Archive for the 'Education' Category

Jeopardy question: What is 73?

Answer:  The number of minutes it takes to enter the details of one’s son’s basketball games for the 2015-16 season into one’s phone and onto one’s wall calendar.

In a somewhat unrelated matter, be it noted that this formerly homeschooling mom finds the superfluity of grammatical and typographical errors consistently appearing in printed matter disseminated from her son’s school to be entirely unacceptable.  Granted, correspondence from his English teacher has been written correctly, but that coming from faculty and staff with other responsibilities has left – although not in content – quite a bit  to be desired.  I am now reminding myself that character and subject-specific facility trumps good writing. . . doesn’t it?  And I know I had better proofread this post very carefully!!!

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So far, so good!

After his third day of at least semi-normal high school, Andrew said with a huge grin, “I really, really, really love school!”  = )

I think the thing he really likes the most is just getting to be around other kids All. Day. Long.  For him, spending one full day with other kids is a cause for celebration, so getting to do it five days a week is simply above and beyond.  this evening (Friday) he said he wishes it were Monday so he could go back to school.  I’m pretty sure that’s not because of his deep and intimate love of academics!

Trinity Christian Academy is quite small; there are five other 10th graders, three boys and two girls.  But so far, he likes most of his teachers and nearly all the high school kids, and he thinks his classes won’t be too hard.  All students take the same courses, and as a sophomore, his are:

8:15 AM:  Whole school (K-12) assembly

1st hour:  World History

2nd hour:  Spanish – all 3 Spanish levels (grades 7-12) meet together; he’s in Spanish 1

3rd hour:  Biology

4th hour:  Geometry

LUNCH

5th hour:  Music – all high schoolers together

6th hour:  English

7th hour:  Bible – four days a week, all high school males; Wednesdays, whole school chapel

8th hour:  P.E. – two days a week, all high school males (as an athlete, he does basketball for P. E.)

8th hour:  Personal Finance – three days a week, all high school males

Each “hour” is actually 45 minutes long, and following the 8:15 assembly for prayer, pledges, and announcements, classes run from 8:30 to 3:21.  His school day will expand in a few weeks when the basketball team begins daily after-school practices till 4:00 or 5:00.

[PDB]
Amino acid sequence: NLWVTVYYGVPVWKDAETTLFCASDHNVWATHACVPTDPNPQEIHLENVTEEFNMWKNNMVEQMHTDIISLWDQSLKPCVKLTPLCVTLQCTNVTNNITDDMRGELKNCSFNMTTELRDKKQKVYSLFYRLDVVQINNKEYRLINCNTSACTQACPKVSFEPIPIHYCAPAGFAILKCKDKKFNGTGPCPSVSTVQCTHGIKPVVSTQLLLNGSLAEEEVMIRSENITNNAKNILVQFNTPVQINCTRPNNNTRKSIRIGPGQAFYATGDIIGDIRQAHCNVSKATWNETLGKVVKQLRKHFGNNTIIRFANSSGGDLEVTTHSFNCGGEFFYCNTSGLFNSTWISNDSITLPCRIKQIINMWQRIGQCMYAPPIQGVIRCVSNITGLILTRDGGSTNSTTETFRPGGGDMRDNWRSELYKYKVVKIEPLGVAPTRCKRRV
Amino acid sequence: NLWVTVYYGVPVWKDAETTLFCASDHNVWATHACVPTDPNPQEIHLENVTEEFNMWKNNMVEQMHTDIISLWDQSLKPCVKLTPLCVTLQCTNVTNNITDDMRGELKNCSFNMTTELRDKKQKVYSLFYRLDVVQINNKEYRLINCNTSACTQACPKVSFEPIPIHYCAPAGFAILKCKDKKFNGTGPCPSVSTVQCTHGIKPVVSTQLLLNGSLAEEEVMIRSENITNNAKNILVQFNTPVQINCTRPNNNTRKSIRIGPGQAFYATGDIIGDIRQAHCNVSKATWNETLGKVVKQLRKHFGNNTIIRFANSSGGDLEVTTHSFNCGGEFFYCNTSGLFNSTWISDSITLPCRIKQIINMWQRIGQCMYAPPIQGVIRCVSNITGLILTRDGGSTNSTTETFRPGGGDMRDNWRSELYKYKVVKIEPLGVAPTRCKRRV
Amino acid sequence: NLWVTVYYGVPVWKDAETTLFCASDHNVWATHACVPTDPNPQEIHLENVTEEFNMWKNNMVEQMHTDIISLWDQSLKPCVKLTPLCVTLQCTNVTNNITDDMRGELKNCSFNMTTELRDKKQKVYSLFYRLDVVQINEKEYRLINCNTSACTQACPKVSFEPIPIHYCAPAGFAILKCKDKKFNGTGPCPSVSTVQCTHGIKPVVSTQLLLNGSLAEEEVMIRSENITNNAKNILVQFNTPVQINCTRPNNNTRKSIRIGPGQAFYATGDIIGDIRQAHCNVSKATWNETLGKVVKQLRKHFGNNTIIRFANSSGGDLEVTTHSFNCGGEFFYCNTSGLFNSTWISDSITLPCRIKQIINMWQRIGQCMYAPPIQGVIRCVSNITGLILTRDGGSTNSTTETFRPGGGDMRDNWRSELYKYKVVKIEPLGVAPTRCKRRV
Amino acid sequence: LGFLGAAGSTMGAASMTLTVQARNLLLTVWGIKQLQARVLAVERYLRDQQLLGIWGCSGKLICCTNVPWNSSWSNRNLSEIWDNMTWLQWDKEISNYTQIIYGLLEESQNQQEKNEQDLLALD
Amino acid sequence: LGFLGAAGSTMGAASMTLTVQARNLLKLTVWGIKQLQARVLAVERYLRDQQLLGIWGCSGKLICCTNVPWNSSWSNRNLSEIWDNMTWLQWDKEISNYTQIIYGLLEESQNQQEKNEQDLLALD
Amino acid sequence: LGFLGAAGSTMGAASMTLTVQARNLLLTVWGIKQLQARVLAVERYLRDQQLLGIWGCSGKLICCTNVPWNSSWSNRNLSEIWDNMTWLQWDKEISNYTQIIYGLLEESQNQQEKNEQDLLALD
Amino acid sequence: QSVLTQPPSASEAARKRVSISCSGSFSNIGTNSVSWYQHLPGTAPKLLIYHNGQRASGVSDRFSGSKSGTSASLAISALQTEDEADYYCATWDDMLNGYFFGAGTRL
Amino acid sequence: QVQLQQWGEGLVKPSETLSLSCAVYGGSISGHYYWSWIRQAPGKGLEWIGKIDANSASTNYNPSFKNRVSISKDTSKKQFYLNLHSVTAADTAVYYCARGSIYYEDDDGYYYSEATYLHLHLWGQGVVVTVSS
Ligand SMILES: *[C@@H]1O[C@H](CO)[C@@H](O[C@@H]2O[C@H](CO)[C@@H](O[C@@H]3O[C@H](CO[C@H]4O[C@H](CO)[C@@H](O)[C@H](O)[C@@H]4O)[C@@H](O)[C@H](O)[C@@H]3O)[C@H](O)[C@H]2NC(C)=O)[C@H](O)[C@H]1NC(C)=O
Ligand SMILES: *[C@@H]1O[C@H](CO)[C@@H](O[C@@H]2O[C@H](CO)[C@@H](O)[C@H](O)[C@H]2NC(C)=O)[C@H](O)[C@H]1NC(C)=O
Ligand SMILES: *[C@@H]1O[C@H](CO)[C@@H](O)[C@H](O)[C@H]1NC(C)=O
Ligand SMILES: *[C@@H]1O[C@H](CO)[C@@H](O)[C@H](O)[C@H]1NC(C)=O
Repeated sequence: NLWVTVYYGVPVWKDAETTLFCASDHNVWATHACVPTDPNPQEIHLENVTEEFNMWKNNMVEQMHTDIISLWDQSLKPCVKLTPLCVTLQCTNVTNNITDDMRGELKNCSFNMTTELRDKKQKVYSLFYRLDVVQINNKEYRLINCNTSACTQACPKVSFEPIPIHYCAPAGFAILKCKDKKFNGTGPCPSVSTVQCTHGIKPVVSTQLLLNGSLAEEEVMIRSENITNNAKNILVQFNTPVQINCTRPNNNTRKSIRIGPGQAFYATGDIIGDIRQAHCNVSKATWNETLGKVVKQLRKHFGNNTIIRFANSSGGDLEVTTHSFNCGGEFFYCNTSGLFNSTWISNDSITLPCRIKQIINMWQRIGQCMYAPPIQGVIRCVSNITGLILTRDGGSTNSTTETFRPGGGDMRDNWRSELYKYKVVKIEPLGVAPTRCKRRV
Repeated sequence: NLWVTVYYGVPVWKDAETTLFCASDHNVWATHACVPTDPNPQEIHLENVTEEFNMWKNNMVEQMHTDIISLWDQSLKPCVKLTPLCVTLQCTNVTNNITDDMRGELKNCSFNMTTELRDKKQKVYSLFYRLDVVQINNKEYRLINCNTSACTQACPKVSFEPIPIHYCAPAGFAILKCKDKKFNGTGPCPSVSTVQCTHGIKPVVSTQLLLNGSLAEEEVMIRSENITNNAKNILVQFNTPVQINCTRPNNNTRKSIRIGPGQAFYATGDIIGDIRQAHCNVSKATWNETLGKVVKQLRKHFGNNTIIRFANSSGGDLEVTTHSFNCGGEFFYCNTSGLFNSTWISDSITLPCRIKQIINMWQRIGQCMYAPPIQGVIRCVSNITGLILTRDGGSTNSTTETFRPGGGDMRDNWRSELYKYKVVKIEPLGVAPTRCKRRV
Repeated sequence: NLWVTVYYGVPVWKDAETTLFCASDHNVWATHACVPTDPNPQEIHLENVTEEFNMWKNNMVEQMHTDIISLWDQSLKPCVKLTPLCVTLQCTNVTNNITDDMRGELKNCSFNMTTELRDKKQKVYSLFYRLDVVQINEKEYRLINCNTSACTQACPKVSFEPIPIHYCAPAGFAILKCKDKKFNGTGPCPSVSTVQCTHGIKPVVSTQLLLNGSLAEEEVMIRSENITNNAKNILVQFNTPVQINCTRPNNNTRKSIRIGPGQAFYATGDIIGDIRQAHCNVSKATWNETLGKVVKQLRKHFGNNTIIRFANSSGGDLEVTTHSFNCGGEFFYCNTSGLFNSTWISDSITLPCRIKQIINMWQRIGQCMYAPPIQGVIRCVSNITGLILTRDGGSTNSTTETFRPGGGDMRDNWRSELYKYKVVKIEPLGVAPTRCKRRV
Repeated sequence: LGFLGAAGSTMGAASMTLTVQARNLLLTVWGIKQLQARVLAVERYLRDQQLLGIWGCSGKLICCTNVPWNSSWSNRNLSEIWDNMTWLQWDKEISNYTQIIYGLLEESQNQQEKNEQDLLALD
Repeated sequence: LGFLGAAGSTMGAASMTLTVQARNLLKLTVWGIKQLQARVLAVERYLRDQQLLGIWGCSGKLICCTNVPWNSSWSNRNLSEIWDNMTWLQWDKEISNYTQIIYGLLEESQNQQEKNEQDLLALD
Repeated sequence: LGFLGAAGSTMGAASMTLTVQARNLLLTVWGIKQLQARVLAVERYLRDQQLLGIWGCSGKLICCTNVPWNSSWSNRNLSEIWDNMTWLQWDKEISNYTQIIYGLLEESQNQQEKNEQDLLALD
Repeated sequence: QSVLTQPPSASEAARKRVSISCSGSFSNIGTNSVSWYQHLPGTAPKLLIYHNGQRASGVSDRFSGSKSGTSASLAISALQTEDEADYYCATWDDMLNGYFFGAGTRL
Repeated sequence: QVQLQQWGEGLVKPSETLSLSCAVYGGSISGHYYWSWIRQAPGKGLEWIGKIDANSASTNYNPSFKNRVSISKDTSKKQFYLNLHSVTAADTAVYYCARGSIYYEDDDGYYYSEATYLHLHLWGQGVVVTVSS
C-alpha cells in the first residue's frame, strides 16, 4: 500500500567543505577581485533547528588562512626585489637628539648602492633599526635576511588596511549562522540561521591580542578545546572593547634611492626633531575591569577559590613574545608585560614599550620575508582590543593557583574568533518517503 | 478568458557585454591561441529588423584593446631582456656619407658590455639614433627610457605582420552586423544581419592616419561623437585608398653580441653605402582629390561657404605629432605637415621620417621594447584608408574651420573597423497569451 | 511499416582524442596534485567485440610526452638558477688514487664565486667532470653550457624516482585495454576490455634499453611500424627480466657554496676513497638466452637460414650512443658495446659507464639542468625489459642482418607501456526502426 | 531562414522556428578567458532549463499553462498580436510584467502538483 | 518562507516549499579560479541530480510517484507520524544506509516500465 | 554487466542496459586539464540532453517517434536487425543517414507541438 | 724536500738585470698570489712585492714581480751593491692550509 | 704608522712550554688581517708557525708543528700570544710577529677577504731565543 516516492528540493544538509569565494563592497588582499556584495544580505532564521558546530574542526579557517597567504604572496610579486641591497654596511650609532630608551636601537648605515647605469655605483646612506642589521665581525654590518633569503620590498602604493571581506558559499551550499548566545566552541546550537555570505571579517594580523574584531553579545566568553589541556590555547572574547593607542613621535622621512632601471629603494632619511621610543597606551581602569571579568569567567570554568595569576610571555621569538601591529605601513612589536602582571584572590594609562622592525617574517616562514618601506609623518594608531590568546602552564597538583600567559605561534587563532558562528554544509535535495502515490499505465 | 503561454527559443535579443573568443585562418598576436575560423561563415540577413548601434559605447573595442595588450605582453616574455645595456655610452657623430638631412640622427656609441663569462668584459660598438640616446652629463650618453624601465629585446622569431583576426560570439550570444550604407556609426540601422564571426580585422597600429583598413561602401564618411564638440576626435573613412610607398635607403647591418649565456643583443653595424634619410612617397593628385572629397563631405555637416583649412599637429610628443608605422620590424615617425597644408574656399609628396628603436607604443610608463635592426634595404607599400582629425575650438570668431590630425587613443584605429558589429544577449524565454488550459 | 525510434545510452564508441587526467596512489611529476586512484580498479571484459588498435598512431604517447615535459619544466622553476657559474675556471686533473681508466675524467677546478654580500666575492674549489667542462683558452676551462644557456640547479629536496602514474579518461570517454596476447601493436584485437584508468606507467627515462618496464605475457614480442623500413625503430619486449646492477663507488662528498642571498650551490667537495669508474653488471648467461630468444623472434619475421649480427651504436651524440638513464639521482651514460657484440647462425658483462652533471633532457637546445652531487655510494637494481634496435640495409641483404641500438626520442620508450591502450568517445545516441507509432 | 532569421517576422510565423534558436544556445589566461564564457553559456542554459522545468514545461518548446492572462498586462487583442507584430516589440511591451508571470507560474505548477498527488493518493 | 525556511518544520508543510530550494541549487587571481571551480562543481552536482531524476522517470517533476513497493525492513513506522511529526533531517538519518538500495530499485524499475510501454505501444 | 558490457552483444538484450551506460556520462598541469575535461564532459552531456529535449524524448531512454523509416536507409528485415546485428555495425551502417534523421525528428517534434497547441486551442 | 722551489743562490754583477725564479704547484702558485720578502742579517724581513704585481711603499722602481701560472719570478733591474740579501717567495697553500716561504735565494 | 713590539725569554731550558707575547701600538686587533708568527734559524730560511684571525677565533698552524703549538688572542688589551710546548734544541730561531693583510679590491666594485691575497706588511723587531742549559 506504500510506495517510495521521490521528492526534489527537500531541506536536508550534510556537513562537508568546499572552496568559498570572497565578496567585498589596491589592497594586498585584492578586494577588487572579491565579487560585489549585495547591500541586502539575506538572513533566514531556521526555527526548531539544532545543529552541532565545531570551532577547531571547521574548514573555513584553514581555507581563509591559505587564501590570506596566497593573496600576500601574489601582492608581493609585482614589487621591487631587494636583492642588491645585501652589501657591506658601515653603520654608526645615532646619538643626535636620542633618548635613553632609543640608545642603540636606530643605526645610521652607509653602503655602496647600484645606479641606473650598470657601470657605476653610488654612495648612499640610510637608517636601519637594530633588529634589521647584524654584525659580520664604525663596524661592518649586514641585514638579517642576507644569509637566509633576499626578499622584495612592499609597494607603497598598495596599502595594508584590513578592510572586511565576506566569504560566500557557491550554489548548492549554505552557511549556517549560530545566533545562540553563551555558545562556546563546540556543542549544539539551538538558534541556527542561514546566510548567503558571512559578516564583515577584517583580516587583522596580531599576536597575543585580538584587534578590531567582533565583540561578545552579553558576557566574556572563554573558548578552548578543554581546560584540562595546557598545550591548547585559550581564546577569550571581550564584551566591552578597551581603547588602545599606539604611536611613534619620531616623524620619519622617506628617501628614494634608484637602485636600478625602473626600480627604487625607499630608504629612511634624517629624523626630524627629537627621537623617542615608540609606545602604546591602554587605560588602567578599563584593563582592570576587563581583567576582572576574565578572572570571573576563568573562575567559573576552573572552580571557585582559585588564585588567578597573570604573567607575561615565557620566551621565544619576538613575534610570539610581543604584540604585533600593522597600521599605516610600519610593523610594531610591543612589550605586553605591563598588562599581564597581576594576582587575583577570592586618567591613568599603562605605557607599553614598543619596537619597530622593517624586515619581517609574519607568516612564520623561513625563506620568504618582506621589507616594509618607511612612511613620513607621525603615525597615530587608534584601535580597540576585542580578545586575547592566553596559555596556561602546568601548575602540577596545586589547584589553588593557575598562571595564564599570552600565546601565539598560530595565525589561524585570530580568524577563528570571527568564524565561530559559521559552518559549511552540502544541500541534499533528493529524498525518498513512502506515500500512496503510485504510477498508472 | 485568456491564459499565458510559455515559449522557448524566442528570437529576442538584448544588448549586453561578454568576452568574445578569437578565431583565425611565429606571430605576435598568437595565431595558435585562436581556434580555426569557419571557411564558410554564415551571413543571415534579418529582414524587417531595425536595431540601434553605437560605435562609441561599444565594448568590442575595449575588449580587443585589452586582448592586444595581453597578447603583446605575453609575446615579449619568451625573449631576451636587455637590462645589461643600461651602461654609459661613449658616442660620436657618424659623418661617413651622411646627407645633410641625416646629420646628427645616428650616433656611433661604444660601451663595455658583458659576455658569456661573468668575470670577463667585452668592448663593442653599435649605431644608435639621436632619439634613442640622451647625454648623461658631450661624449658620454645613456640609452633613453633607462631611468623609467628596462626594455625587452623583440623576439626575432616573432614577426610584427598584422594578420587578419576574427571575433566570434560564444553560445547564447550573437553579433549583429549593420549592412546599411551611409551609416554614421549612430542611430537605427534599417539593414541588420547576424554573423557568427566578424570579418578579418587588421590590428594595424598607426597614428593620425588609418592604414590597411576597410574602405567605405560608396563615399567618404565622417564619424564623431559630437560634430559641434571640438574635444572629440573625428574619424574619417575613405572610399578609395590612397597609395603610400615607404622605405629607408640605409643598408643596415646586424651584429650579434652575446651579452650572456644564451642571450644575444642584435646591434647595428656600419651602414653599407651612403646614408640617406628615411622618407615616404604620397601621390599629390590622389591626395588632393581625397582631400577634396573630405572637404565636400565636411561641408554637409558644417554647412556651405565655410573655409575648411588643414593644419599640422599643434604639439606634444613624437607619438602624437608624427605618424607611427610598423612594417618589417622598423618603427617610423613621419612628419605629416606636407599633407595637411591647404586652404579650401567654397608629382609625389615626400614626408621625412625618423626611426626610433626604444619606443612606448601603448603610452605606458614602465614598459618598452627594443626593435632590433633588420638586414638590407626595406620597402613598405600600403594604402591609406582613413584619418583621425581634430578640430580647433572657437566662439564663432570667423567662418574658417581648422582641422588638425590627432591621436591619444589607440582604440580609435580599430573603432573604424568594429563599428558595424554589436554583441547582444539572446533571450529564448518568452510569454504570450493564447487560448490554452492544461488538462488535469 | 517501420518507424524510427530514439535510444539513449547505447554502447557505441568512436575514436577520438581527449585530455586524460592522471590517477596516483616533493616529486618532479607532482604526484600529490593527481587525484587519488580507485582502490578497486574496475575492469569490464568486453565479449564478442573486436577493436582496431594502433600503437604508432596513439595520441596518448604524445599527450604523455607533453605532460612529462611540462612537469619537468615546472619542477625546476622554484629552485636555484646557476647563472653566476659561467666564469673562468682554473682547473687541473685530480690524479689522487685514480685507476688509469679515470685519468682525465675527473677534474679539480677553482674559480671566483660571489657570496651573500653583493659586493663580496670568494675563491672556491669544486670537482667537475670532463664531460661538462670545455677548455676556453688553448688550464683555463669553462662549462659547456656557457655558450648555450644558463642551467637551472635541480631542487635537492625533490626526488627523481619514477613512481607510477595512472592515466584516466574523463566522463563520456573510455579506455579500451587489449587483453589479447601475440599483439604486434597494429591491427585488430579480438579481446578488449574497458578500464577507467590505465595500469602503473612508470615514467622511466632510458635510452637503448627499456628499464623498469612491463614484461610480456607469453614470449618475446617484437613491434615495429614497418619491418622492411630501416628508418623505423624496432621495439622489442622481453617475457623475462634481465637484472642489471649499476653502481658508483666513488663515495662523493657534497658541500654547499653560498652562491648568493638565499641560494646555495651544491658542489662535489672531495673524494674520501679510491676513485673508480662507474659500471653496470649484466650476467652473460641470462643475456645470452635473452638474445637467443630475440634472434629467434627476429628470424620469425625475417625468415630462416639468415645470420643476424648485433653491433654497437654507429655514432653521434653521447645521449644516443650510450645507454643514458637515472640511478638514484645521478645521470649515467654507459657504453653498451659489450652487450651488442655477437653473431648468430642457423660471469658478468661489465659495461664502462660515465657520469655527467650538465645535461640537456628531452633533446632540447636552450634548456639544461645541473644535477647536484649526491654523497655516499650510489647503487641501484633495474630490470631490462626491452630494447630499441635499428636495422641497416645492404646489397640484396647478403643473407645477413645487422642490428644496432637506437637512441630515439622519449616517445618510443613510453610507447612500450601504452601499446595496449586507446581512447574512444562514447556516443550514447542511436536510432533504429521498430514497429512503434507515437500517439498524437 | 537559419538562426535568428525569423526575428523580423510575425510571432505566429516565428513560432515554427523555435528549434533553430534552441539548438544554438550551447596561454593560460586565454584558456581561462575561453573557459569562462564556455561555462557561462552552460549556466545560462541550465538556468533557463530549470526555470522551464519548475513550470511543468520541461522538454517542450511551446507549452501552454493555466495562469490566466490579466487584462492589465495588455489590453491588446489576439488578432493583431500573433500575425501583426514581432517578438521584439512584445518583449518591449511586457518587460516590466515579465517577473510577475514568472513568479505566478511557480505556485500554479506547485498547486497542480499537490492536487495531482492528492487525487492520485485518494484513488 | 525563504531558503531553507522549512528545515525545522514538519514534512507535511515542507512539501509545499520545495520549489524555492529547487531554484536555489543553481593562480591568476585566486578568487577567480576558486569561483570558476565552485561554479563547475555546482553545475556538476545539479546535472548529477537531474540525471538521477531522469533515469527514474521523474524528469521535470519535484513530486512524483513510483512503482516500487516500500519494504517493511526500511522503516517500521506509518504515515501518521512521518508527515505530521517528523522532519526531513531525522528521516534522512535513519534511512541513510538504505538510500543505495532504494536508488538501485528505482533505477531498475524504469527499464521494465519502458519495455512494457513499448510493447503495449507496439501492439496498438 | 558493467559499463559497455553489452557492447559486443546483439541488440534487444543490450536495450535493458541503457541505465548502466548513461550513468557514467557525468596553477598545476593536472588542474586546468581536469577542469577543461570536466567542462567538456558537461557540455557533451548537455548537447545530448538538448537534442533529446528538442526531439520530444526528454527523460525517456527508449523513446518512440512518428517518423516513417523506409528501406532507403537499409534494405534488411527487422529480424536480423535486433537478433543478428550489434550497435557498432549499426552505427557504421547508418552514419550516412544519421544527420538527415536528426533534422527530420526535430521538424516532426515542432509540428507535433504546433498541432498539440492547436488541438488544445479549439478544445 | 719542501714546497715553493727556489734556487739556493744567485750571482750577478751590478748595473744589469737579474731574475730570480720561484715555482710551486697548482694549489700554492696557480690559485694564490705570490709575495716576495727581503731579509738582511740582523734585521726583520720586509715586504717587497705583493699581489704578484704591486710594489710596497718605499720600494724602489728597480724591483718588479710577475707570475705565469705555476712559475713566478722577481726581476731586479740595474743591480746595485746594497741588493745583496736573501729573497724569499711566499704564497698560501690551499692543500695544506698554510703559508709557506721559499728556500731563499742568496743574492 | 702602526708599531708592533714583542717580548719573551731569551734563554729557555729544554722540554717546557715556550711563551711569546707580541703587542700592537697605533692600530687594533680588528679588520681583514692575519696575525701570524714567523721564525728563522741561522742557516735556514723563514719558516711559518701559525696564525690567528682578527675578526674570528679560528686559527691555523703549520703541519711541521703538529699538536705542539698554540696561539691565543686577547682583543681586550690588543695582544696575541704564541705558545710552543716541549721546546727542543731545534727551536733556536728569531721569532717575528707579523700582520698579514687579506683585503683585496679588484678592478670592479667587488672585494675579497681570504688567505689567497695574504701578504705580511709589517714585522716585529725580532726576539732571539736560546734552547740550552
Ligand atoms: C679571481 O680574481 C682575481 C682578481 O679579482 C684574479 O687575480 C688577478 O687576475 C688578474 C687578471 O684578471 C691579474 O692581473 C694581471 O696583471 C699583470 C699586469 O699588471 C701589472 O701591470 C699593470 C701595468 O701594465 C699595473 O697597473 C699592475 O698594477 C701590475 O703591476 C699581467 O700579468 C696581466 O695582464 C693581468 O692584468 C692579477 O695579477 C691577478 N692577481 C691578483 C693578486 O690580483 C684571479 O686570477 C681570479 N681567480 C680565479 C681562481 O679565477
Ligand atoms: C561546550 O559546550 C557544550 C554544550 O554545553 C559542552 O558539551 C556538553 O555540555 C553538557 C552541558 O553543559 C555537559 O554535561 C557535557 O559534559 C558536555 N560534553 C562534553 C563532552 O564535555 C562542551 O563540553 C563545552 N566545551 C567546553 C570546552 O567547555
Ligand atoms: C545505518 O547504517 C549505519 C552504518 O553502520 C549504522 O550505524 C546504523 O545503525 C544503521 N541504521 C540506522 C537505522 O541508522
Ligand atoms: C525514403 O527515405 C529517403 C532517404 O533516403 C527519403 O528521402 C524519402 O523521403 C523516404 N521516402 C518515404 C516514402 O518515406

Big yellow bus

Or little green car.

Today was Andrew’s first day of school.  In fact it was the very first time I have ever sent ANY kid to school, except for college.  Handsome guy, eh?

Andrew's first day of school - 10th grade at TCA, August 19. 2015

Andrew’s first day of school – 10th grade at TCA, August 19. 2015

He’s been living for this day for many years, but ever since the open house two nights ago, he’s been kind of nervous.  Throughout the summer, I’ve tried to give him a few tops and pointers.  Things like, “When you go to school, you probably won’t be able to sit in a recliner and coffee while doing your mapping assignment,” and, “Racing through a test and picking the first multiple choice answer that seems right without reading the all the options carefully may adversely affect your grade point,” and, “In school you can’t suddenly leave a room without permission.”  Stuff like that.  But he never wanted to hear any of it.

Last night he was concerned that all the other kids who have been in school for years will know what to do and where to go and how to act, and he won’t, and it will be obvious that he is inexperienced.  This, of course, is true, but he’s concerned about how he will appear.  I can understand that.

His alarm did go off on time (6:00) but I let him off his two-mile run because it was pouring down rain, so he got to sleep till 6:20.  He showered, dressed, ate (and I wish you could see our sparking clean, totally re-organized fridge and freezer), practiced piano, and tolerated the one pic above and one hug before he headed out the door at 7:50.  He had strict instructions NOT to speed, not to pick up any one for any reason, and to text me when he was in the school parking lot.  He has to be in the gym at 8:15, and he texted me (“at school”) at 8:12.

I did not cry when he left, or any time thereafter.  I told him that departures of a few hours usually don’t generate tears; departures of several months do.  I will see this guy again at 4:00, and I warned him that he would be required to tell me at least a little bit about his day. . . seeing as how it’s kind of “my” first day of school, too.

 

Finding my thoughts for the day mushrooming. . .